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Praise for TAKE FIVE

Tad Richards invented this verse form, the “five-­four,­” and I included a couple of examples and a description of it in the fourth edition of The Book of Forms: A Handbook of Poetics, but as I read this collection I kept running across poems I wish I could have included as well. Tad is a fine poet, and this is a fine bunch of poems. I can’t imagine a reader who wouldn’t enjoy it.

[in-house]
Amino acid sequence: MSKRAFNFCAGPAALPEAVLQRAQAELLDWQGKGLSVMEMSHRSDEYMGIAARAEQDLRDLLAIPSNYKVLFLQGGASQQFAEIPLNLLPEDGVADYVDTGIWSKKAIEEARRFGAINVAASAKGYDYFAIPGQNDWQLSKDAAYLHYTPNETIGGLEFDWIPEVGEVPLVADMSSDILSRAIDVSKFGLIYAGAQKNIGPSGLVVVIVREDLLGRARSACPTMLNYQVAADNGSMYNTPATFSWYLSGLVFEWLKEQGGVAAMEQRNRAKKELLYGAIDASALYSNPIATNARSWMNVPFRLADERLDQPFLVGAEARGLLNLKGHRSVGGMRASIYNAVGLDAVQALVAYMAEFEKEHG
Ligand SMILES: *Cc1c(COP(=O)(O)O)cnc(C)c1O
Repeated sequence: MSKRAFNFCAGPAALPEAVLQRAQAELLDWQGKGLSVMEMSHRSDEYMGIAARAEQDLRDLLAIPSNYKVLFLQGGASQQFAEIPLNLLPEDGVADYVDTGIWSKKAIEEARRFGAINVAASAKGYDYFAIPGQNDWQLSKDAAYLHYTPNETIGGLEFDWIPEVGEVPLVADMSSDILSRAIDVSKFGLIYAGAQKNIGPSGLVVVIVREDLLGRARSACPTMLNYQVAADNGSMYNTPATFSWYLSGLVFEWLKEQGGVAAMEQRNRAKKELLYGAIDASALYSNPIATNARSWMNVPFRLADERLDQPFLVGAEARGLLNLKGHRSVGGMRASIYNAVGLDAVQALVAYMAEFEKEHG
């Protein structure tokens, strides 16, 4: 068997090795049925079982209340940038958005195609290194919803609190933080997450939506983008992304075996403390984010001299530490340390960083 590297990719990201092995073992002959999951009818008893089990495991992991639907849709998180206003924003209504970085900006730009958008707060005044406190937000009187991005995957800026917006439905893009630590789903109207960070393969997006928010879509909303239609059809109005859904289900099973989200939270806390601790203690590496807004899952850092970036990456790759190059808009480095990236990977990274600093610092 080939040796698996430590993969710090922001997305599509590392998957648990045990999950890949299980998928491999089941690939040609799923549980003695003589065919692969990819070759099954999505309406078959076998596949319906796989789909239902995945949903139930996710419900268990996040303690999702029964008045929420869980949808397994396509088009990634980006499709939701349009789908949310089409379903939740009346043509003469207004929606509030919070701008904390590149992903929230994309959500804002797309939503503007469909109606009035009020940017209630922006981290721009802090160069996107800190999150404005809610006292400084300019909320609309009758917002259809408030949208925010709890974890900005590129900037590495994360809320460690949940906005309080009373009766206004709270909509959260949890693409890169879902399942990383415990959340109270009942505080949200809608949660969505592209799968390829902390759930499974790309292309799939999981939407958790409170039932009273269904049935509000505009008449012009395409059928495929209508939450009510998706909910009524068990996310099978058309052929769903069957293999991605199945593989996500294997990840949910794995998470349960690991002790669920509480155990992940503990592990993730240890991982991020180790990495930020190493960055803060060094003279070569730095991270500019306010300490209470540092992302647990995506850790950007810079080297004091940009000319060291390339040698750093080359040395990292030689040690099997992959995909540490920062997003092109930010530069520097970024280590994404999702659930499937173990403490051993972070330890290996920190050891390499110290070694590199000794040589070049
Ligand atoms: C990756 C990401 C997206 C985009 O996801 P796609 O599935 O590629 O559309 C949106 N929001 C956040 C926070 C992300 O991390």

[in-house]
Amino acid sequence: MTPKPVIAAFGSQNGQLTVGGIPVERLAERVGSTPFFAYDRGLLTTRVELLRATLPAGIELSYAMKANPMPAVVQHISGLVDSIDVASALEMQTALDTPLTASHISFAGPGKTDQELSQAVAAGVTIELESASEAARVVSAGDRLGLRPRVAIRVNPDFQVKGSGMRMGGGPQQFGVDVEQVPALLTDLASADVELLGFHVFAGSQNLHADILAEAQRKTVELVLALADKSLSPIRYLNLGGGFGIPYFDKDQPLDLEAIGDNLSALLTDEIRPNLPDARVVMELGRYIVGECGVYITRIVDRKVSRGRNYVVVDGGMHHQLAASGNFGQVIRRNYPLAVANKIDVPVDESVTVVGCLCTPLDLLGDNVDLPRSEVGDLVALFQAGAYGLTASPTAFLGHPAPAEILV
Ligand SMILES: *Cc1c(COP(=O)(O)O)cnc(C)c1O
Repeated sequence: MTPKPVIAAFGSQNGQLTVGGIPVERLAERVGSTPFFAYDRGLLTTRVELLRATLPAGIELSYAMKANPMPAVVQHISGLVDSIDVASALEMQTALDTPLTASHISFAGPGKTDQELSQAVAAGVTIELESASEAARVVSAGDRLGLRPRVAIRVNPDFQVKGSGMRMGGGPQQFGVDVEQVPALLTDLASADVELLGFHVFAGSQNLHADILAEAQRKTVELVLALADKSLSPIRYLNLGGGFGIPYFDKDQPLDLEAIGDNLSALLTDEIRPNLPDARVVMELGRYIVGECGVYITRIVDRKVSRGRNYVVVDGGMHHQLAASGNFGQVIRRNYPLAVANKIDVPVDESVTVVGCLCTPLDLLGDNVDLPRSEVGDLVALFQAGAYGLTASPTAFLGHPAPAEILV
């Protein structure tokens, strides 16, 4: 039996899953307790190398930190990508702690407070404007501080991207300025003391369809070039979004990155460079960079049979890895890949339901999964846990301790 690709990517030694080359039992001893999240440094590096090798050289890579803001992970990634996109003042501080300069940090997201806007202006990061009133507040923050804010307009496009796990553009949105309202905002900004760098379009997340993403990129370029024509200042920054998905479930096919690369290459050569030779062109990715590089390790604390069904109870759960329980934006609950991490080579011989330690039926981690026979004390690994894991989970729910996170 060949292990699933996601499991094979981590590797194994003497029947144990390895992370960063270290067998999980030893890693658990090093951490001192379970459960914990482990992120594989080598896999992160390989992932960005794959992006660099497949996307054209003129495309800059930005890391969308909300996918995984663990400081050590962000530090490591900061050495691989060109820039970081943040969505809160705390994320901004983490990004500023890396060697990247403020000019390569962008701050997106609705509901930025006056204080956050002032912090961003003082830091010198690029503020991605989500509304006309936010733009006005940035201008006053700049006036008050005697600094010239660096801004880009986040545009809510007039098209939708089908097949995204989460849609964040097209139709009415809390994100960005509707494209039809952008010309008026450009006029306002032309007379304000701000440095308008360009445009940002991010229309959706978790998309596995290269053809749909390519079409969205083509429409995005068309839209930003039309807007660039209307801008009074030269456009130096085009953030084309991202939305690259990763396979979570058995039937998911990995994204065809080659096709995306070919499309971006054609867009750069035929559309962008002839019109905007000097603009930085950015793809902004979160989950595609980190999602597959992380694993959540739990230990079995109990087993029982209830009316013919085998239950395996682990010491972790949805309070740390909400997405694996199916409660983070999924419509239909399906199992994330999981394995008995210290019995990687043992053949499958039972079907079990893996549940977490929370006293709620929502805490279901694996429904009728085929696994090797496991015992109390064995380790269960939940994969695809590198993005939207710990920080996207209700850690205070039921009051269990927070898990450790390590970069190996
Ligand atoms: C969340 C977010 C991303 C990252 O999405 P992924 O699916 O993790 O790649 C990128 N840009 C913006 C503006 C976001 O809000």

–Lewis Turco, author of The Book of Forms: A Handbook of Poetics

Richards’ Take Five is a snappy sequence of poems in syllabics ranging from a naked girl with white mittens in a winter window to the racetrack tout sheet with its single tip (“ten million / to one says earth doesn’t / get wiped out by / a supernova”)…from the poet’s muse, who will “yawn and / criticize my technique / remind me of / other lovers who / did it better,­” to the unforgettable redhead in “Choosing” who offers either a delectable ham sandwich or a blow job—not saying “whether the / beer in her right hand / . . .

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Books of Tad Richards